I have just noticed that Archbishop Lefebvre and Father Frederick Faber had, by etymology and meaning, the same surname. Effectively, both of them were called Smith. Appropriately enough – they were both craftsmen who built things to last. Habent sua fata, as I have said before, nomina.

I remember a long time ago a sensible sub-editor coming up to me with a book in his hand, called ‘Mr. Smith’, or ‘The Smith Family’, or some such thing.  He said, ‘Well, you won’t get any of your damned mysticism out of this,’ or words to that effect.  I am happy to say that I undeceived him; but the victory was too obvious and easy.  In most cases the name is unpoetical, although the fact is poetical.  In the case of Smith, the name is so poetical that it must be an arduous and heroic matter for the man to live up to it.  The name of Smith is the name of the one trade that even kings respected, it could claim half the glory of that arma virumque which all epics acclaimed.  The spirit of the smithy is so close to the spirit of song that it has mixed in a million poems, and every blacksmith is a harmonious blacksmith.

Even the village children feel that in some dim way the smith is poetic, as the grocer and the cobbler are not poetic, when they feast on the dancing sparks and deafening blows in the cavern of that creative violence.  The brute repose of Nature, the passionate cunning of man, the strongest of earthly metals, the weirdest of earthly elements, the unconquerable iron subdued by its only conqueror, the wheel and the ploughshare, the sword and the steam-hammer, the arraying of armies and the whole legend of arms, all these things are written, briefly indeed, but quite legibly, on the visiting-card of Mr. Smith.  Yet our novelists call their hero ‘Aylmer Valence’, which means nothing, or ‘Vernon Raymond’, which means nothing, when it is in their power to give him this sacred name of Smith, this name made of iron and flame.  It would be very natural if a certain hauteur, a certain carriage of the head, a certain curl of the lip, distinguished every one whose name is Smith.  Perhaps it does; I trust so.  Whoever else are parvenus, the Smiths are not parvenus.  From the darkest dawn of history this clan has gone forth to battle; its trophies are on every hand; its name is everywhere; it is older than the nations, and its sign is the Hammer of Thor   (G.K. Chesterton, in ‘Heretics’.)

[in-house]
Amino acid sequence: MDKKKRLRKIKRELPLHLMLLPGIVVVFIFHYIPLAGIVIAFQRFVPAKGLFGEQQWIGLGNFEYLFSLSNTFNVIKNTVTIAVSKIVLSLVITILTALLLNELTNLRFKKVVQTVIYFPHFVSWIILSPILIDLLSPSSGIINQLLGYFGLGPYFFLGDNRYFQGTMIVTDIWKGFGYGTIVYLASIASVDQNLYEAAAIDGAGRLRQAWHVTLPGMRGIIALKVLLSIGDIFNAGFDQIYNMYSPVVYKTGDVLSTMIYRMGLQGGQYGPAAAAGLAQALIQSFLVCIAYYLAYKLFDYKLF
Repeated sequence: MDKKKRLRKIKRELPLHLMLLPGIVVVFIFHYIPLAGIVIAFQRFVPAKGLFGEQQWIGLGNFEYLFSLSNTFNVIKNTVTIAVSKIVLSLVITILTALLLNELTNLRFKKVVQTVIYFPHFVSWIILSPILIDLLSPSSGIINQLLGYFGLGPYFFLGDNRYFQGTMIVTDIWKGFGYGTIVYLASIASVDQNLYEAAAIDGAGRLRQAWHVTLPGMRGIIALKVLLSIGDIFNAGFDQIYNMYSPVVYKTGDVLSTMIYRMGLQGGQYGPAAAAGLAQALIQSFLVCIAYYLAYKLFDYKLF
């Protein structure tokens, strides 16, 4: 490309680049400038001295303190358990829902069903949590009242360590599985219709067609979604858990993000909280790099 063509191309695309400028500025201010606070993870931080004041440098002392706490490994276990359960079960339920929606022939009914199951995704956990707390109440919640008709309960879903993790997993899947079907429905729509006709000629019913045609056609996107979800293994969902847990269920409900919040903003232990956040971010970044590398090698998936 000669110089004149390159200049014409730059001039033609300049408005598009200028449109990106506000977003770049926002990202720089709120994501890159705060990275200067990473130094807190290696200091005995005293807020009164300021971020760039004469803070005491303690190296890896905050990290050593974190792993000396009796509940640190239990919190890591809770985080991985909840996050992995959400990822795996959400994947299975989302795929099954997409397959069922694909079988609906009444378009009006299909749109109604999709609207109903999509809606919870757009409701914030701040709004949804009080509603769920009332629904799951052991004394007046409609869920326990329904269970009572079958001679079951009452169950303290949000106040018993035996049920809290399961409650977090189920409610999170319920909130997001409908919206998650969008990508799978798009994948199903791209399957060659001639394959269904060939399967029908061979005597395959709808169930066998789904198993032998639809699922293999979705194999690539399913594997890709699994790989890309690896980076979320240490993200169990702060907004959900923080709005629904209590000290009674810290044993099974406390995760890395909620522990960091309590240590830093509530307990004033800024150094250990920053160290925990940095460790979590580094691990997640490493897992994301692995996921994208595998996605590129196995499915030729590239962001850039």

(I know that Brompton Oratory didn’t look like that in Faber’s lifetime. But he is still the man behind it.)

https://i0.wp.com/i22.photobucket.com/albums/b346/Cardamomaddict/Dairy%20and%20Eggs/060304Stilton.jpgToday must have been a vigil of Tuesday. Never mind! I have been recently supplied with the following: Laphroaig (10-y-o), item, one piece of extremely grown-up Stilton, item, one packet of oatcakes, item,  one box of Lapsang Souchong, item, one pack of almost Scotch broth mix (wasn’t clear enough in phone conversation with progenitor as he stood in a Central Belt Tesco’s dried peas aisle).  Oh yes. Now just need to make arrangements with J. from this site, and we can have a loooong and pleasantly glowing chat about anything and everything. She talks more than I do, a rare distinction 🙂 Oh the joy of looooooooong conversations! Today I missed a lecture, and that the only one of any relevance at all to my (still existentially expressing finite potency) thesis, because Aged Ancestor and I began chatting over our post-prandial tea about the possible reason for the late veridity of the poplar across the road and ended up on the identity of the Evangelists. I have these comprehensive exams in church history and fundamental theology two or three or four times a week; fortunately the questions are  usually recycled, but it makes it all the more obvious that the answers sought are not those the questions require.

This is turning into a diary blog, innit? must pull socks up.


Some classicist has some of these. I remind you of an earlier effort posted on this ‘umble blog. And, of course, Chaucer’s lolpilgrims are worth a neb, if you have not already seen them.


(now I will go and attempt to rescue the remains of the day)